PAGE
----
Thanks to decades of major marketing efforts, American agriculture heavily depends on seeds for wheat, corn, soy and other major U.S. commercial crops that have been genetically engineered to resist Roundup’s otherwise toxic effects. One consequence of this massive deployment of the chemical is that about 60 million acres of farmland are infested with Roundup resistant weeds that can grow more than six feet high and damage farm equipment.
Roundup has been tied not just to cancer and killer-weeds but to other serious health problems. Physicians report that rates of serious birth defects in one of Argentina’s poorest regions, Chaco, quadrupled the decade after glyphosate was introduced, while that of chronic kidney disease is soaring in young men and women in Central America, India and other heavily sprayed regions.
Meanwhile, Monsanto recently asked the EPA to double the residues allowed on American foods and crops that are developing resistance to the pesticide.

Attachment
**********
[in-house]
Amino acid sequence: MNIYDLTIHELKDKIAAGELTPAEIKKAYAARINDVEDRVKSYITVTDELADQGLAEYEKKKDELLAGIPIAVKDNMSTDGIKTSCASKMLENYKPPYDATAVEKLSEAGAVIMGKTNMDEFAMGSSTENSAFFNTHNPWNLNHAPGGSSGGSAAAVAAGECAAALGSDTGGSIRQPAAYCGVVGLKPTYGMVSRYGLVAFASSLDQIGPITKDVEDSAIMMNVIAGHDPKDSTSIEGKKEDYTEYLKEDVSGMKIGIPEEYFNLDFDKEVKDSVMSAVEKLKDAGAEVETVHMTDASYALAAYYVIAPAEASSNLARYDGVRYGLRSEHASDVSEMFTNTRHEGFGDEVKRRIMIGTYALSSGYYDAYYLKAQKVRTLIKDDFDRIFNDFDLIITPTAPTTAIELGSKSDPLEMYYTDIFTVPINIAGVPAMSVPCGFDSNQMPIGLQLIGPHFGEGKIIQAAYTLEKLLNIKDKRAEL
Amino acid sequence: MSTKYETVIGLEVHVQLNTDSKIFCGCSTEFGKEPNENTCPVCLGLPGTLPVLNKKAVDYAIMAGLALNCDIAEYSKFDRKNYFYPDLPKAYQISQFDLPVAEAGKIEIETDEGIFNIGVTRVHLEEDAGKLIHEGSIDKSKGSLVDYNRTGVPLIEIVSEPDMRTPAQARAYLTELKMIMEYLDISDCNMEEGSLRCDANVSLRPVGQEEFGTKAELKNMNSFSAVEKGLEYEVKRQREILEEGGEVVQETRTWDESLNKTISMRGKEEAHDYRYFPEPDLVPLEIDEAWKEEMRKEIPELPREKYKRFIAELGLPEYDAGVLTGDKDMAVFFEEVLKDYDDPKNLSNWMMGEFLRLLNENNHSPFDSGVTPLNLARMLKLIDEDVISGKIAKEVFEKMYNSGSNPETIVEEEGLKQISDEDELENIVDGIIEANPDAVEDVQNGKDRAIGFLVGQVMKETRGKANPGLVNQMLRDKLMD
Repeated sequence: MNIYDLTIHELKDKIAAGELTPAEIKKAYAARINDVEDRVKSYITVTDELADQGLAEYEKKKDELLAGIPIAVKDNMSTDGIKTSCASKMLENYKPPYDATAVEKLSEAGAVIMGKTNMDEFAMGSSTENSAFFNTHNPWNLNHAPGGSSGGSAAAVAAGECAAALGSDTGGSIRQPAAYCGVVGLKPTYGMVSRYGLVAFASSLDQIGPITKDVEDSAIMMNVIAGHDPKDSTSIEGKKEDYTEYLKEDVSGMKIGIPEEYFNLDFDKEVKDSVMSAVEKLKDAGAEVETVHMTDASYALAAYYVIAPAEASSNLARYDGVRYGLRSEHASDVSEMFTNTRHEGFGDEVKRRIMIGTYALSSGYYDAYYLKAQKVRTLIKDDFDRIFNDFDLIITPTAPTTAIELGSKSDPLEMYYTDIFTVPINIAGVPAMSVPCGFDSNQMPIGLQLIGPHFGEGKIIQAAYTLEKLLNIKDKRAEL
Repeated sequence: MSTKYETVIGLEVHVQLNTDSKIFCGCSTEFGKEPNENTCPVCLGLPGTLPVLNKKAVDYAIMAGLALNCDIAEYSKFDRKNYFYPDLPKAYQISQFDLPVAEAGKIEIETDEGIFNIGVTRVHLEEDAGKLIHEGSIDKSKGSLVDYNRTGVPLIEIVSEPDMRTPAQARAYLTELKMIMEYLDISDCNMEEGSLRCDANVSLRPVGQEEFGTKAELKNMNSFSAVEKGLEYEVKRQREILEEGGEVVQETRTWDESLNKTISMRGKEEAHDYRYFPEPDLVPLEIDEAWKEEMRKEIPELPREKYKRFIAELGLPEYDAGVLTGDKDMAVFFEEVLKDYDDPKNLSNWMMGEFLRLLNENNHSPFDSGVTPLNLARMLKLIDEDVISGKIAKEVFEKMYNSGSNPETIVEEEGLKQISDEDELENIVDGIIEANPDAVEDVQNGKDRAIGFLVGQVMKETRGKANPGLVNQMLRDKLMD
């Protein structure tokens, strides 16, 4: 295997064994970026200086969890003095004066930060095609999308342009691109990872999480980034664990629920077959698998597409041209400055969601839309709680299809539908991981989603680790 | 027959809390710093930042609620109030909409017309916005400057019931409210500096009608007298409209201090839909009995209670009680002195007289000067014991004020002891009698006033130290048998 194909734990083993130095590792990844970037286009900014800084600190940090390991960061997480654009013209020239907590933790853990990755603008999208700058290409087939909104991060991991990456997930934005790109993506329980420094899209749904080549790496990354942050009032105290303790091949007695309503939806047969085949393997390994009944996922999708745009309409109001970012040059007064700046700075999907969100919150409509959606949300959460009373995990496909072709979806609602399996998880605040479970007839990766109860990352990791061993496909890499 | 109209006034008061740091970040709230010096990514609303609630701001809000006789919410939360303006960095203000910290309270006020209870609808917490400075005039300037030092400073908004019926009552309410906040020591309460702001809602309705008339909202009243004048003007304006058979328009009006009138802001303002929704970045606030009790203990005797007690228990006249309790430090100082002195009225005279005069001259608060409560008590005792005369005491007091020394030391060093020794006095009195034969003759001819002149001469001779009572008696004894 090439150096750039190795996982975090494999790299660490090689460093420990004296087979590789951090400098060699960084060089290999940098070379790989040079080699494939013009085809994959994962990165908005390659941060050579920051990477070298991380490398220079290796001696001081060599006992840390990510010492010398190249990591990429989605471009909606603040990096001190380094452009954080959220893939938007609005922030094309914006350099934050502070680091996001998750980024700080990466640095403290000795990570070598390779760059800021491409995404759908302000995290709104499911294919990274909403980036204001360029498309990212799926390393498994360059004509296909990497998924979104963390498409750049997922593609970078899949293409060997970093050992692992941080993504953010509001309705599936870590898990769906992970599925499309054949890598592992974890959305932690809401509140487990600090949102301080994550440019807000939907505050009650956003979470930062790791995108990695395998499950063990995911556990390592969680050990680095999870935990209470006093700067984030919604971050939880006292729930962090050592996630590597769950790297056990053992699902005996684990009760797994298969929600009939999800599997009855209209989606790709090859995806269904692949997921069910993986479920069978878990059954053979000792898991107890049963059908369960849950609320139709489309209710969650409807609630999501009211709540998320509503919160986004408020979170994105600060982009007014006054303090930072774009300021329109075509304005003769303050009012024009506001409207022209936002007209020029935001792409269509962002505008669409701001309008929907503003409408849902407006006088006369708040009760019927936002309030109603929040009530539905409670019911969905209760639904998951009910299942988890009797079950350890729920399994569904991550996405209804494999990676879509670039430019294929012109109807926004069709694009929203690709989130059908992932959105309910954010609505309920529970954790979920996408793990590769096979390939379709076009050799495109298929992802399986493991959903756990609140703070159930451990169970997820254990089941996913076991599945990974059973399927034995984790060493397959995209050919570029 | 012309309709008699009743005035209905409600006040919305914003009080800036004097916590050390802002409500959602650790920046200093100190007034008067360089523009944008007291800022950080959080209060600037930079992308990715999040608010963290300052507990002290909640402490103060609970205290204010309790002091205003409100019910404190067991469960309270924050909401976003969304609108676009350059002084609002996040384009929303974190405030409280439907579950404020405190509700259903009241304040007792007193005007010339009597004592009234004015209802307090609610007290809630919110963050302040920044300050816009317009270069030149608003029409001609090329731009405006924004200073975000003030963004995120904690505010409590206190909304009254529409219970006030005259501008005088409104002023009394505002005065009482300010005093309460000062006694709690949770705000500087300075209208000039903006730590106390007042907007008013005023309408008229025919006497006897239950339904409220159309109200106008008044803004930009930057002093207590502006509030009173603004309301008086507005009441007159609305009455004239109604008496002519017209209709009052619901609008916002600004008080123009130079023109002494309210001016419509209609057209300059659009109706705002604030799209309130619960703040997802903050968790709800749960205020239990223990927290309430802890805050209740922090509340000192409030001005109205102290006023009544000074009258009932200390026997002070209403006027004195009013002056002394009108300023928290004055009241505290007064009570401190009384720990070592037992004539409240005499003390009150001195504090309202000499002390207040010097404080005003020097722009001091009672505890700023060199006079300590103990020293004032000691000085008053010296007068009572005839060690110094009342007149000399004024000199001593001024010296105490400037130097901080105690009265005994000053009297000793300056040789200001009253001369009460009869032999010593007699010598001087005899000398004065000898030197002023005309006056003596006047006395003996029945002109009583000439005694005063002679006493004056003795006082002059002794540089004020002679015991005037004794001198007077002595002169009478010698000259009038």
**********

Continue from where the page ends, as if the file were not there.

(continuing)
Read more via: Close to Home: Time for California to corral | The Press Democrat
Devra Davis is a scientist and writer who is president of Environmental Health Trust, a non-profit research and educational institute focused on studying and reducing environmental health hazards.
Living on Earth, PUBLIC RADIO INTERNATIONAL
Air Date: Week of February 21, 2014
stream/download this segment as an MP3 file
New research finds exposure to fluoride in drinking water and several other common chemicals in early life diminishes brain function in children. Study lead author, Philippe Grandjean, tells host Steve Curwood fluoride, flame retardants, pesticides and and fuel additives may be affecting children’s intelligence.
via Living on Earth: Flouride and Other Chemical Risks.